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    Frequently Asked Questions

    How does Oroeco calculate my climate change impacts?
    What is CO2e?
    Is climate change real?
    Why should I care about climate change?
    How accurate are Oroeco's climate change impact calculations?
    Where else can I go to calculate a detailed climate footprint for my lifestyle?
    How do I create a Mint.com account?
    How can I change the category and/or subcategory of my impacts in Oroeco?
    How can I change the category of my transactions in Mint.com?
    How does Oroeco securely handle my Mint login?
    How is my cash impact calculated?
    How does my diet affect my impacts?
    Can I exclude transactions from Oroeco calculations directly from Oroeco?
    Should I exclude impacts from transfers between different accounts I own?
    Why does Oroeco not include impacts for paying my credit card bills?


    For additional questions, please contact us.


    How does Oroeco calculate my climate change impacts?

    Oroeco uses environmental life-cycle assessment (LCA) data to calculate the climate impacts of products, services, and investments, with values converted to CO2e (see below). We use a combination of product-level "cradle to grave" LCA and economic input-output LCA modeling. Our LCA data is peer reviewed by leading academic and government institutions and comes primarily from UC Berkeley's CoolClimate Network and the US Environmental Protection Agency.


    What is CO2e?

    CO2e is an abbreviation for carbon dioxide equivalent and is the standard international metric for reporting greenhouse gas emissions, as well as the metric Oroeco uses to report climate impacts. CO2e converts all greenhouse gases to their equivalent weight of carbon dioxide based on the global warming potential (GWP) of each greenhouse gas relative to carbon dioxide. For example, the warming impact of 1 ton of methane is about 25 times greater than 1 ton of carbon dioxide (using the standard 100 year GWP time horizon), so 1 ton of methane = 25 tons CO2e in Oroeco calculations. You can change whether your impacts are reported in pounds or kilograms by visiting your Account > Settings page.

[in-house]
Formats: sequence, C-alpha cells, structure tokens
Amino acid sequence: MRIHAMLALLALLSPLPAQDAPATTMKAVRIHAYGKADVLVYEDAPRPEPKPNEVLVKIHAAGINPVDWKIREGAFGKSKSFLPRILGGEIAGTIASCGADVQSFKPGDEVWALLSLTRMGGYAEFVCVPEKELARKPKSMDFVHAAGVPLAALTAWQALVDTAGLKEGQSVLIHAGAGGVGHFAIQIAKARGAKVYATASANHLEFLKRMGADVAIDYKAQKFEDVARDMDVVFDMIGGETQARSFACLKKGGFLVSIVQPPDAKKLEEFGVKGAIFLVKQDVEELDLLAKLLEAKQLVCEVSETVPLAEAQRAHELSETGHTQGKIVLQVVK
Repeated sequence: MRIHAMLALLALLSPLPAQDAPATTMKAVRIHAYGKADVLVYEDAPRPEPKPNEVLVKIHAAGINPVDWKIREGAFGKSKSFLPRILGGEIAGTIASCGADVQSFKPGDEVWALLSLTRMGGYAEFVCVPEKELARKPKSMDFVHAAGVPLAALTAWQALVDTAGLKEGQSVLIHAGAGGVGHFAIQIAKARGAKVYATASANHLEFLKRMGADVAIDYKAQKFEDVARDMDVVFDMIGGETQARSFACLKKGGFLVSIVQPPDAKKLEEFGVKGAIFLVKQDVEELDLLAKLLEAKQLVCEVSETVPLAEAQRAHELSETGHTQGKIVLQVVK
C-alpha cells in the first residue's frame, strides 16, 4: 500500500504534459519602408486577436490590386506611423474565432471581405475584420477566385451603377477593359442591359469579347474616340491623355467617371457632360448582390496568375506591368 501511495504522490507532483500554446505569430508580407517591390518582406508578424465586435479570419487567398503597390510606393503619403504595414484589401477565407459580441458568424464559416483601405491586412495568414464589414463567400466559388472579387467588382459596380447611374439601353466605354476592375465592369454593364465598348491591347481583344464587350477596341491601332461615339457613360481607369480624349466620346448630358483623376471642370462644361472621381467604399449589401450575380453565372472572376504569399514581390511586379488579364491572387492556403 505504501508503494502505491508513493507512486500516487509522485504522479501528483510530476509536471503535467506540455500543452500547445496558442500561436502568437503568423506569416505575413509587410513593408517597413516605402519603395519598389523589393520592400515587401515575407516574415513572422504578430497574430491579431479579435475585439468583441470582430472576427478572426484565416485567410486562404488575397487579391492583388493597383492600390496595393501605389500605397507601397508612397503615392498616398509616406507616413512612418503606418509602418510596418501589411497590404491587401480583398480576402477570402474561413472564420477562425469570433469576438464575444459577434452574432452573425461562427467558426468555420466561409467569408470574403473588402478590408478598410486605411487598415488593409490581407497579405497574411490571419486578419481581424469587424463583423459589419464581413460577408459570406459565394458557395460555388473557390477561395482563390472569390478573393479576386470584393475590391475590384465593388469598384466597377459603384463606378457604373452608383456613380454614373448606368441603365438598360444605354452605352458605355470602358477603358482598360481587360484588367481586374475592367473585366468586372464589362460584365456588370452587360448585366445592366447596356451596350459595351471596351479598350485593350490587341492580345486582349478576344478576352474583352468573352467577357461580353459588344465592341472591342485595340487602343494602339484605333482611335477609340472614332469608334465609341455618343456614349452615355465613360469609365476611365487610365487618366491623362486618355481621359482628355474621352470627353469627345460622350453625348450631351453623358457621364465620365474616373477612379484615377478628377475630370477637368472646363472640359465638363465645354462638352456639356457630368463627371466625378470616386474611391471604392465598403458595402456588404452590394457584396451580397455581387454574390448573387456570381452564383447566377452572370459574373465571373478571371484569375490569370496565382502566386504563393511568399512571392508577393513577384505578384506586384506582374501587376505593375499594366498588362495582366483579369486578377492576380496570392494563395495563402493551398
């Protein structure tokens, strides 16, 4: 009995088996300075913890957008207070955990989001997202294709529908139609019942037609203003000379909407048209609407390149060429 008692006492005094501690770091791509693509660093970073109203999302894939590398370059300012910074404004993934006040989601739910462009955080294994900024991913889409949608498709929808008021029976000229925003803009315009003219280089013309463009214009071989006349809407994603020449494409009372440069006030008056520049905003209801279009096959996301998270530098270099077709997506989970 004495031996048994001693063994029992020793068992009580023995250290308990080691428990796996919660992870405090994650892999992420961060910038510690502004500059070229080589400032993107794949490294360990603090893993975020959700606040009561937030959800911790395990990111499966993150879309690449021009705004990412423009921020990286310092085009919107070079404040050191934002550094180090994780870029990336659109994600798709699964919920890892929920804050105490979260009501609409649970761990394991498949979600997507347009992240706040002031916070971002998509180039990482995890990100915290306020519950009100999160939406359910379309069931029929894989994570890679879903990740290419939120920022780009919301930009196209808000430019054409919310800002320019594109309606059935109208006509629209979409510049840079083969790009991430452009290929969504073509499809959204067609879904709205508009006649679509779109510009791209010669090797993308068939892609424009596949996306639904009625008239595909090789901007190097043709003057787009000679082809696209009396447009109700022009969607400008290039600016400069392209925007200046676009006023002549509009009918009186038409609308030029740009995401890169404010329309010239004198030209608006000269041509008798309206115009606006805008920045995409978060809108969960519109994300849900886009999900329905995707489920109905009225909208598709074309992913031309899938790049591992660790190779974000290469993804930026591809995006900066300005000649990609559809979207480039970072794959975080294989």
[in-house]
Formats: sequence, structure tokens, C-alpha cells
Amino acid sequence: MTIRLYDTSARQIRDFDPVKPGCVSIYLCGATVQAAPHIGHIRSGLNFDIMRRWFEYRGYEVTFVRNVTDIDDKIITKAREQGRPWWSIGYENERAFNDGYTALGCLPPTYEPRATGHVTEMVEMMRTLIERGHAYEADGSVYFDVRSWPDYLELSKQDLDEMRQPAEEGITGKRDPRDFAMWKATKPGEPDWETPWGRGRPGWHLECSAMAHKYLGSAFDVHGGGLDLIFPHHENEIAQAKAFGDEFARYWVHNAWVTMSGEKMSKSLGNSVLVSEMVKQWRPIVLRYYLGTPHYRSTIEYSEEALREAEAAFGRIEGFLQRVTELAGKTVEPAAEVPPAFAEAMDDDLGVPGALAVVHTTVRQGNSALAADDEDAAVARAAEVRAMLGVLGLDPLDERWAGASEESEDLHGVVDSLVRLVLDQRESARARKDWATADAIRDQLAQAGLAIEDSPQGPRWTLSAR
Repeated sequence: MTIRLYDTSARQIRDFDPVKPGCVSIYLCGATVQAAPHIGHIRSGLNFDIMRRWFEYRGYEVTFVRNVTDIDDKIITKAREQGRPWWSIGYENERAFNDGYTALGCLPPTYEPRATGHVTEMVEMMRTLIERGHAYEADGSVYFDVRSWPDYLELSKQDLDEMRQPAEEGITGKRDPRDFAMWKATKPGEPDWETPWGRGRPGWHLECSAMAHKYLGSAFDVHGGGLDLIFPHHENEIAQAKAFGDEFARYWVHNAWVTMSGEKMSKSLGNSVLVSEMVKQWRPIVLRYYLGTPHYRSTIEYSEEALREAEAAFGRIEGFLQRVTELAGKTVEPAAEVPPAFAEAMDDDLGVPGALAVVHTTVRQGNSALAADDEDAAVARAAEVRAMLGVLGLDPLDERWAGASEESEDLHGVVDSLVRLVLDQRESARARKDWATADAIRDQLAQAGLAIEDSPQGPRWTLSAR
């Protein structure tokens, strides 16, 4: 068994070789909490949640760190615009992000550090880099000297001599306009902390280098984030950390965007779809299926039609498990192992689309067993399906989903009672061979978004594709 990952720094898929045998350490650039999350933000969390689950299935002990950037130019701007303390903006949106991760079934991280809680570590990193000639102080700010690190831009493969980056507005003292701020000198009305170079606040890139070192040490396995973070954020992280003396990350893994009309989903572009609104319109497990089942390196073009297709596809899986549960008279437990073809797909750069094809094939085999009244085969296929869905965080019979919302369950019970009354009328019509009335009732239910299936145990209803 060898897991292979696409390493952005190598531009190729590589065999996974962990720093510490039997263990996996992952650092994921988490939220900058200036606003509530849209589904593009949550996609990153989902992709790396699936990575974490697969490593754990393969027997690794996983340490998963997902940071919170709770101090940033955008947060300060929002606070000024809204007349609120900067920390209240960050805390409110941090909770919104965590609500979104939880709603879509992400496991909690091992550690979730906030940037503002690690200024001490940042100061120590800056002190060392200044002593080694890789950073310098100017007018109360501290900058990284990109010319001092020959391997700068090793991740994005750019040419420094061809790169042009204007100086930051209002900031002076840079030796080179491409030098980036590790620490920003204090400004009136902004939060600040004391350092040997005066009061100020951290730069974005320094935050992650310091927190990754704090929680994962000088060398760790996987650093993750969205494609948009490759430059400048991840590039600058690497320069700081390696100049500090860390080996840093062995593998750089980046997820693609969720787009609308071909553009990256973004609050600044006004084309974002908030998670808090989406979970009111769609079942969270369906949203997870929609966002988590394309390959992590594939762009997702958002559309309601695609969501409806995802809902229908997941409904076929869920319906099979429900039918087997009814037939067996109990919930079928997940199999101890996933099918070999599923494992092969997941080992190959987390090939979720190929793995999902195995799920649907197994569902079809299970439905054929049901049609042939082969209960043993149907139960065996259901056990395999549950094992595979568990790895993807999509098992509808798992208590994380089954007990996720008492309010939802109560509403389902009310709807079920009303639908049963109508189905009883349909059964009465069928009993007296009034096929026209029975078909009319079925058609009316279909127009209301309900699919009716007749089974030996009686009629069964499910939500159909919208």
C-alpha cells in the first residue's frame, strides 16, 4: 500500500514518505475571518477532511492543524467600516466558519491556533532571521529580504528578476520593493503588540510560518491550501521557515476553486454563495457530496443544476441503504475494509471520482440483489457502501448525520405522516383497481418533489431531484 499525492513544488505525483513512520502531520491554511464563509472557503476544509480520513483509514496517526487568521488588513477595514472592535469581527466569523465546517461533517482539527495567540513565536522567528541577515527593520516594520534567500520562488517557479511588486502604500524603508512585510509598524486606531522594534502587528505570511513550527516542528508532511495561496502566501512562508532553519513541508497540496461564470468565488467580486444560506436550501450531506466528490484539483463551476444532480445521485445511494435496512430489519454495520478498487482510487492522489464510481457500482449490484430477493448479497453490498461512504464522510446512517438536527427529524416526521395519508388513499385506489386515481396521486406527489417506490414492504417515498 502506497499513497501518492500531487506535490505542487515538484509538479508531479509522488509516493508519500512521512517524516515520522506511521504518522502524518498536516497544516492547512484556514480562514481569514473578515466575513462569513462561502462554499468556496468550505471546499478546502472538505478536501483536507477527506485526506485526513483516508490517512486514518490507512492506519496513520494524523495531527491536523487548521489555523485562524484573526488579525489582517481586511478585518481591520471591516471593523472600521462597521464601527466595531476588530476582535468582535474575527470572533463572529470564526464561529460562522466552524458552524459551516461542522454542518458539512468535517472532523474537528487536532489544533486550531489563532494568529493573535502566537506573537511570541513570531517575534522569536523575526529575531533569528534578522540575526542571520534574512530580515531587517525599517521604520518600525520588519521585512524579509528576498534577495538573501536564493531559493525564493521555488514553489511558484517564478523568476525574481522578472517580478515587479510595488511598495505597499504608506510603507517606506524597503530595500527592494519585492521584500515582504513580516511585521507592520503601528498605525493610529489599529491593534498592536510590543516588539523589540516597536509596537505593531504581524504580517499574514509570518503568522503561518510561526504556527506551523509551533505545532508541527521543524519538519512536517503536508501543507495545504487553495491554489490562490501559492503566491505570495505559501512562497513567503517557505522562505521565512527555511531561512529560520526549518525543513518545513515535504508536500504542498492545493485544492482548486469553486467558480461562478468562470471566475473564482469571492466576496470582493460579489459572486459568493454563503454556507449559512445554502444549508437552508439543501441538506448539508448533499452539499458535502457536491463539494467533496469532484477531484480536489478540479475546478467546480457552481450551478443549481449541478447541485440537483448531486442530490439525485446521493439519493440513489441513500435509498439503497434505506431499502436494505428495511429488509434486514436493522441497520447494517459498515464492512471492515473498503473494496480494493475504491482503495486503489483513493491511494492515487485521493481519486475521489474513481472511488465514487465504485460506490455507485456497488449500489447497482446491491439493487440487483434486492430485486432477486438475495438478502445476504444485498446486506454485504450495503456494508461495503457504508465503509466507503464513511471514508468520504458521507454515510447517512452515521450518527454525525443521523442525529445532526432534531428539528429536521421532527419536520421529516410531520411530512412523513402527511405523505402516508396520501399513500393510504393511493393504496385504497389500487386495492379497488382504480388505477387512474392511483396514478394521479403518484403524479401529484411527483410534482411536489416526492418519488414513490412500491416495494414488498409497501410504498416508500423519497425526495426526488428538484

Is climate change real?

    Yes, and it's primarily caused by human activities (particularly greenhouse gas emissions from fossil fuels and deforestation). At least that's what the overwhelming majority of scientists now think. If you're still skeptical, check out SkepticalScience.com to answer specific questions based on the best available science.


    Why should I care about climate change?

    There's still plenty of healthy debate about exactly how fast climate change will occur and what lasting impacts it will have on societies and ecosystems, but the vast majority of academically credible scientists (including every scientific body of national or international standing, the IPCC, and the National Academy of Sciences) caution that we must rapidly act to stabilize climate or risk a host of negative consequences, including droughts, fires, floods, extreme weather, heat waves, crop failures, famines, disease, melting glaciers and ice caps, rising sea levels, loss of sea ice, ocean acidification, invasive species, loss of habitat, massive economic losses, refugees, armed conflict over resources, and potentially over a hundred of million people dead along with the extinction of over half of Earth's species.


    How accurate are Oroeco's climate change impact calculations?

    There are several key variables that go into Oroeco calculations:

    1. Your financial transaction information
    2. Information you give us about your lifestyle and actual spending habits
    3. Oroeco's databases that quantify impacts based on life-cycle assessment (LCA) data